Health Europa report……….The paper released by Maple Tree Consultants and Mackrell.Solicitors is calling on the UK Government to review its restrictive approach to the country’s cannabis market, revealing the outdated laws and regulations that are hampering the growth of this multi-billion-pound industry.
The paper highlights that if red tape is reduced, the medical cannabis market could be worth £2bn, create 97,000 new jobs, and transform access for the estimated 1.4 million individuals currently sourcing cannabis illegally for medical reasons, who are in desperate need of affordable cannabis medicine.
To date, there has only been three NHS cannabis prescriptions since the medicine was made legally available in 2018. And, despite being one of the largest exporters of medical cannabis in the world, currently, the UK imports 100% of its cannabis medicine and most of its CBD products, due to the contradictory legislation on medical cannabis, and the convoluted licencing and regulatory processes required for businesses entering the space. Patients themselves have largely footed the bill for these issues, with most prescriptions paid for privately by patients and their families.
Professor Mike Barnes, Co-Founder of Maple Tree Consultants, said: “Despite the UK having a reputation as a globally dominant medicinal cannabis producer, almost all of the medicinal cannabis products prescribed in the UK have, to date, been imported.
“The UK is a world leader with a global reputation in pharmaceuticals, so there is a strong argument that if we were able to both develop and export more cannabis-based medicines, we could continue to be a global heavyweight and increase our market share even further. The current situation has resulted in desperate patients, who even after being lucky enough to receive a medicinal cannabis prescription, face high costs and long waiting times. This is in turn leading to frustrated businesses, who are desperate to supply these domestic patients.”
Recommendations and findings on cannabis
The ten recommendations for creating a medical cannabis industry in the UK include:
- Reforming the high-THC cultivation/controlled drug licence system
- Allowing the cultivation of the hemp flower to extract CBD under an Industrial Hemp licence
- Increasing the THC limit from 0.2% to 1% to align with international competition
- Ensuring the application of the Novel Foods Regulation to cannabis related wellbeing supplements does not impinge upon smaller market participants
- Encouraging wider, appropriate patient access to by allowing General Practitioners to prescribe medical cannabis
- Introducing an Office for Medicinal Cannabis, as implemented by other jurisdictions such as the Netherlands
The report found that production of the UK’s medicinal cannabis products is confined to one main grower – British Sugar – and one main producer – GW Pharmaceuticals. In 2018 the UK was supplying 44.9% of all medical cannabis, yet this relates almost solely to two products, Sativex and Epidiolex, which are not used by the UK’s domestic market.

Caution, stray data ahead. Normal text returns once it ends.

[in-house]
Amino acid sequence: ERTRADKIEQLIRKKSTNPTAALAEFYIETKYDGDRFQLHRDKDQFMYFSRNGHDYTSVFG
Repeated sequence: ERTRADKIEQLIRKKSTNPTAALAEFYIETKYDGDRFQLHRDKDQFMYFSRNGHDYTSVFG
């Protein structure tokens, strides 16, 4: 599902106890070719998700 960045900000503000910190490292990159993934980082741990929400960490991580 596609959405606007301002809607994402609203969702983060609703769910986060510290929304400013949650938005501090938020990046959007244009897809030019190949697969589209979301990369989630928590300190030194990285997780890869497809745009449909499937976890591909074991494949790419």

It also found that most of the UK’s medicinal cannabis patients require full-spectrum products that cannot be produced in the UK due to the difficulty of obtaining a cultivator’s high-THC growing license from the Home Office, and, as of October 2019, there were just 19 extant licenses to cultivate high-THC cannabis in England, Wales, and Scotland, with many of these bring owned by GW Pharmaceuticals. This is a poor number, considering applications to the Home Office to grow cannabis for medical purposes have been open for several years.
Further findings include that the medical cannabis industry could be worth in excess of £2bn, if even half of the 1.4 million individuals currently sourcing cannabis illegally for medical reasons were to be granted a prescription, and, according to financial mapping of other regions that have legalised medical cannabis, the industry could generate over £360m per annum in tax revenue.
Findings on CBD
The report has found that the UK’s CBD market was worth £300m in 2019, but the great majority of CBD products come from foreign sources because, under UK law, the stalks of the hemp plant can be used for textiles and the seeds for food products, but its flowers and leaves – where most of the CBD resides – must be destroyed.
Furthermore, there is growing outcry from hemp farmers who argue that harvesting the CBD would take their yields from £400 per acre to an estimated £10,000, and the UK’s 900 hectares of hemp farmland could be worth over £22m per annum in revenue if the flowers were harvested for CBD.
Ricardo Geada, Partner and head of the Cannabis and Regulatory Team at Mackrell.Solicitors said: “The current regulatory landscape for medicinal cannabis is fraught with problems. The market could be worth billions of pounds and has the potential to revolutionise patient care and turbocharge the UK economy post-COVID. We hope the Government takes notice of our report’s findings and opens discussion on the necessary detail that lies behind the Recommendations we have presented.”